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Last call for Vodka

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October 13th

“This,” Giselle waved her hand between the two of them. “This isn’t working.”

“I know,” HG sighed. She had tried. After Boone she had traveled more, drawing on accounts she had set up during her darkest days at Warehouse 12 as a contingency plan.  Then she had met Giselle and thought that perhaps she had found something.

A proper substitute at least.

“I’ll have your things boxed up,” Giselle continued. “Come by tomorrow and I’ll have everything ready.”


October 14th

“Early as usual,” the other woman greeted.

“Of course,” HG gave a slight grin.

“Let me grab you stuff. It’s in the bedroom.”

Helena turned to look out the large window as she waited. Of all the places she’d imagined herself  Dallas had not been one of them. Giselle had shown there was promise to the city but she would never be a fan of Texas.

A loud bang from the bedroom pulled her attention from the view.

“Are you all right?” HG called. “Do you need assistance?”

After a moment of silence, she pushed open the door to an empty room.



Helena stood off to the side while Pete and Myka spoke with the park rangers.  After a moment she moved away to stand at the edge of what had once been a vibrant spring. Now the smell of rotting fish filled the air and mixed with the chatter of law enforcement.  In her periphery she could see the volunteer check in where townspeople were gathering themselves for another sweep of the area.

Everyone looked shaken.


In the diner that morning she’d overhead two men talking about how there were “no miracles in Miracle” meaning that the reason behind the sudden disappearance of three popular teenage girls was far more sinister that what had occurred nearly four years ago.

As if the sudden disappearance of 2% of the world’s population had been a pleasant occurrence.


Pete had lost his mother, Claudia her best friend and Myka her father. Helena didn’t think she had much left to lose but she was proven wrong on that day.  But the people of this place, of Jarden Texas, had not known the suffering the rest of the world had gone through.

Until today.


“This is not artifact related,” Helena spoke without turning, knowing the gait of the person heading her direction by feel alone.

“Agreed,” Myka stood closer than propriety allowed.  Helena soaked up the familiar body heat in the summer sun.  “Pete’s calling Artie now.”

She sighed. “Do you think that this is..”

“That they have departed?” Helena glanced to her right. Myka’s vibrant eyes were hidden behind dark lenses.  “I suppose that is one option.”

“If they decided to take a late night swim,” Myka gestured to the huge fissure in front of them.

“A dreadful thought but none the less true.” She paused, “Though given the car was found running with all of the girls things inside, that method of disappearance seems unlikely.”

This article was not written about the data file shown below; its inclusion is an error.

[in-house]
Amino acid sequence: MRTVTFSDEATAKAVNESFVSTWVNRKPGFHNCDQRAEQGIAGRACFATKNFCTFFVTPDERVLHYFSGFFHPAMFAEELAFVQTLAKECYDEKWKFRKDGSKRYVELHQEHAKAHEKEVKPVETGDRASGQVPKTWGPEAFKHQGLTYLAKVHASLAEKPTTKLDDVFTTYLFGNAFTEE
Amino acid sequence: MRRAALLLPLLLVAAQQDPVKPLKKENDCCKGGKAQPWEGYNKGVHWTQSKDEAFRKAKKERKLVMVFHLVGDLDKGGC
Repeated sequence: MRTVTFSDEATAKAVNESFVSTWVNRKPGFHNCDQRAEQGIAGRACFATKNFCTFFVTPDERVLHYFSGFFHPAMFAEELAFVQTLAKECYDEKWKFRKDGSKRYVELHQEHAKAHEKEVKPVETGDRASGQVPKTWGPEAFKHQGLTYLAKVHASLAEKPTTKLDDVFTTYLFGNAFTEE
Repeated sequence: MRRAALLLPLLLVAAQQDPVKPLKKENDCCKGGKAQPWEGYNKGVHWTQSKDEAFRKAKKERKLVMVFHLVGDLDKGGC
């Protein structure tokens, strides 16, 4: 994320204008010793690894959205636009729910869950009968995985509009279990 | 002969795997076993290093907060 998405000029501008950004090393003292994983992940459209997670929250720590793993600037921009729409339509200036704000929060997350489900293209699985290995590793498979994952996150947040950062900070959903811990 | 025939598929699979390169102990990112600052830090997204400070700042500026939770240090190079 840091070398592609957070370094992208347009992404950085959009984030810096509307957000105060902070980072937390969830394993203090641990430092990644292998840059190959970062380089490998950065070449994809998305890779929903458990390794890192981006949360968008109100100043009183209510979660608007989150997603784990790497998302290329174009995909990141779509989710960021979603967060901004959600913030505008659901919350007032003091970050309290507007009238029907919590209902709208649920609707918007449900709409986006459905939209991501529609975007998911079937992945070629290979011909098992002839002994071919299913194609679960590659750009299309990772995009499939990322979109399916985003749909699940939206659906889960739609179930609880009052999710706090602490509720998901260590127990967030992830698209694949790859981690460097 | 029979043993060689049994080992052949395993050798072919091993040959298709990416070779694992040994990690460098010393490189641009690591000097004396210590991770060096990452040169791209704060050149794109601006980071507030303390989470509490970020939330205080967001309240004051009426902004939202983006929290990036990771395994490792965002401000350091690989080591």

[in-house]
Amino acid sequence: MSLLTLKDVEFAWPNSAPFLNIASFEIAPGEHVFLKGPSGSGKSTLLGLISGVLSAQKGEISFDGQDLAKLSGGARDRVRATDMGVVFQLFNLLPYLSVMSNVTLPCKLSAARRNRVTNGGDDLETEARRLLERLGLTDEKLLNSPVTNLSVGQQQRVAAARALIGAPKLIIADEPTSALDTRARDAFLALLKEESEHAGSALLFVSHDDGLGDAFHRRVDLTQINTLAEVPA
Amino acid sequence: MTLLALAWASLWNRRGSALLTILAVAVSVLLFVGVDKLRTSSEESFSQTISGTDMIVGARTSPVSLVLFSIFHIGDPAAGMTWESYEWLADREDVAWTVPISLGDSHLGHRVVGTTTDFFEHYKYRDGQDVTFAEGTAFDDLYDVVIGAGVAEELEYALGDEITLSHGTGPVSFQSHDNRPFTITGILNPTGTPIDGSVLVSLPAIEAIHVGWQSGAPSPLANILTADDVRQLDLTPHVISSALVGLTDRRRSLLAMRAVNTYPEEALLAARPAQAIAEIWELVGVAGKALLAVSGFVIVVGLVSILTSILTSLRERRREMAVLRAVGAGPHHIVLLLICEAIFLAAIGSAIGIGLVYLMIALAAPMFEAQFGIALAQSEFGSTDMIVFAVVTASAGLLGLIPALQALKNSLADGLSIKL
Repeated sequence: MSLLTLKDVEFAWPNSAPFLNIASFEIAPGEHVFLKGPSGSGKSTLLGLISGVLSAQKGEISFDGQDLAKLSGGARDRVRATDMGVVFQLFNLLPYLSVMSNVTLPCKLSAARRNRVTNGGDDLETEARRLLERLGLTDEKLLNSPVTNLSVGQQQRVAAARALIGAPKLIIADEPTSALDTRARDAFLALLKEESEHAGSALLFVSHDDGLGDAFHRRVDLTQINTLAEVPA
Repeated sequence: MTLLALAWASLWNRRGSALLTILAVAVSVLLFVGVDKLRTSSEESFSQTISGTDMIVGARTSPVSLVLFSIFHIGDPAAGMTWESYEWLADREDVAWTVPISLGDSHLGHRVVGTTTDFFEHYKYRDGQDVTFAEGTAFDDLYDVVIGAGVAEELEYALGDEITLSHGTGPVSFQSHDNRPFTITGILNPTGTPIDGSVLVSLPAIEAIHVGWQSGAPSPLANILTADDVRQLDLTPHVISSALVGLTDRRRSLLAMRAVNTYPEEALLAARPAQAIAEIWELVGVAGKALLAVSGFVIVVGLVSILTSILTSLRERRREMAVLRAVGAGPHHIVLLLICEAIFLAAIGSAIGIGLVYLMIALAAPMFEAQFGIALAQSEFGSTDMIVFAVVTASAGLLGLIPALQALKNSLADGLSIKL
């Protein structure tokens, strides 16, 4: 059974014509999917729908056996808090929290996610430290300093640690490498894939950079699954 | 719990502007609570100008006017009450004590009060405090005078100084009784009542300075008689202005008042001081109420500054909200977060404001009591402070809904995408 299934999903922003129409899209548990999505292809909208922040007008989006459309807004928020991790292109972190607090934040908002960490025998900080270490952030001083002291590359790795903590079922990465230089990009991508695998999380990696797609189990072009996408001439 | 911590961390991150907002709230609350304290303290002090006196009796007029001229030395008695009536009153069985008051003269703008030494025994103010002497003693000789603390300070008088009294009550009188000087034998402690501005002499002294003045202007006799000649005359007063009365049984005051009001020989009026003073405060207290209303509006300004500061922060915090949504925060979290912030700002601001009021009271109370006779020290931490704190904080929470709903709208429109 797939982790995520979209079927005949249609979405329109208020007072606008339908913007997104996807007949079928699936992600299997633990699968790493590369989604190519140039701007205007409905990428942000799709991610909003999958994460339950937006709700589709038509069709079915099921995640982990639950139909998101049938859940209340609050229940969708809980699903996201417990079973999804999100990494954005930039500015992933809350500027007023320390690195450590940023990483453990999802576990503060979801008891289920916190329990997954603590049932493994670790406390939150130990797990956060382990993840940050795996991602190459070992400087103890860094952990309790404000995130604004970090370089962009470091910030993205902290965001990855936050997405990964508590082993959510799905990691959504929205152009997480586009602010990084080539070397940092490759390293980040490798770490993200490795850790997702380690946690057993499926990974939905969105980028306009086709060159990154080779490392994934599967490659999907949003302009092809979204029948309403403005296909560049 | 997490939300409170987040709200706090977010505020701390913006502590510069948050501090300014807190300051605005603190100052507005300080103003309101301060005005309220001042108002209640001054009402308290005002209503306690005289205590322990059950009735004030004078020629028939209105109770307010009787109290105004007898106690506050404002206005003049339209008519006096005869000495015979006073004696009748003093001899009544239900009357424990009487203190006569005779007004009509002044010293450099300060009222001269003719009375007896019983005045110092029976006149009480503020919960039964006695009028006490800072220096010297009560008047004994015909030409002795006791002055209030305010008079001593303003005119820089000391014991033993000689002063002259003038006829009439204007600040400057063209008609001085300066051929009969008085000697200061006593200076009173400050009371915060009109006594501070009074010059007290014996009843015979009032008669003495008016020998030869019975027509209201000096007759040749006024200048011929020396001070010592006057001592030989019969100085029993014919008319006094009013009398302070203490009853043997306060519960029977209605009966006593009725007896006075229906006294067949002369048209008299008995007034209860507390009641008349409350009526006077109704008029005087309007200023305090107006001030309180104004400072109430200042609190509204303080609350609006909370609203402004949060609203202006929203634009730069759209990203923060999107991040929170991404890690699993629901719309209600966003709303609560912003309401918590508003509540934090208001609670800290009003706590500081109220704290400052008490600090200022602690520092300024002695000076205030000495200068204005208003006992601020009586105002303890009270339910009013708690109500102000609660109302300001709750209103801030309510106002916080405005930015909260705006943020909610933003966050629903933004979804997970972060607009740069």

“I have a friend of a friend in the DSD,” Myka’s face remained unreadable. “I’ll give him a call and see what they have to say. I’m sure someone is on their way to investigate.”


October 14th

“Not this again,” Myka rolled her eyes as she and Pete made their way down Saratoga 214.

“Come on,” Pete practically whined. “I need my best wing man for this gig. You know the town Halloween party is always a good time.”

“I am NOT your wing man,” Myka’s voice was stern but Pete could see the mirth in her eyes.  “Besides everyone in town knows that I work at the ‘IRS Warehouse’ just like you.  It’s been years and they still give us dirty looks at the grocery store.”

“Jinks and Claude are in,” Pete began his hard sell. “And Steve might even have a date! “

Myka narrowed her eyes.  Pete didn’t lie but he was known to exaggerate.

“What sort of date?”

Pete smirked. He had her. “Well,” he began.

Suddenly the Warehouse shook violently, cutting off Pete’s response.  They barely stayed on their feet, dodging artifacts as they flew off of the shelves.  As the trembling ending, Myka’s Farnsworth exploded into life.

“Artie,” Myka pushed a stray curl off of her face, “did you just feel that?”

“Yes,” his face was grim. “Get back to the office proto. There’s been a global event.” He scowled. “And I can’t get a hold of Mrs. Fredric.”


October 16th

The door to the Bed and Breakfast opened and closed softly.  Helena followed Artie into the living room and set her bag down.  Despite the grim circumstances it felt good to be back in the comfy confines of what would always be Leena’s residence.

Artie had filled her in. Many of the Regents and other Warehouse personal had vanished two days ago. Claudia was sick with worry and had been made temporary Caretaker since Mrs. Fredric was among the missing.  Pete had made a trip back to Ohio to see his sister and hopefully track down his mother.

Myka had remained, checking in with her sister and mother several times a day hoping for information on her father.

She was on the phone when Helena entered the living room.  She quickly ended the call.

“So they pulled you back,” she greeted, her countenance grim.

“Yes,” Helena replied. “It seems I am the only former Agent remaining.”

“Hmm,” Myka replied.


Pete had left them to their own devices for the afternoon and they quickly took advantage of the time alone.  Sweaty and sated they curled into one another on the well worn queen mattress their hotel room provided.

The chirp of Myka’s phone broke the moment.

Helena groaned has her lover turned away to pull the device from the nightstand.

“It’s from my pal at the DSD,” Myka scanned the text. “They’re sending one of their best from DC Secondary Departures  to check Jarden out.”

Helena followed Myka’s eyes as she read the rest of the text. She felt the tension of the body next to her increase.

Myka set her phone down and sank back into Helena.

“They think that this is a true secondary departure,” Helena didn’t ask.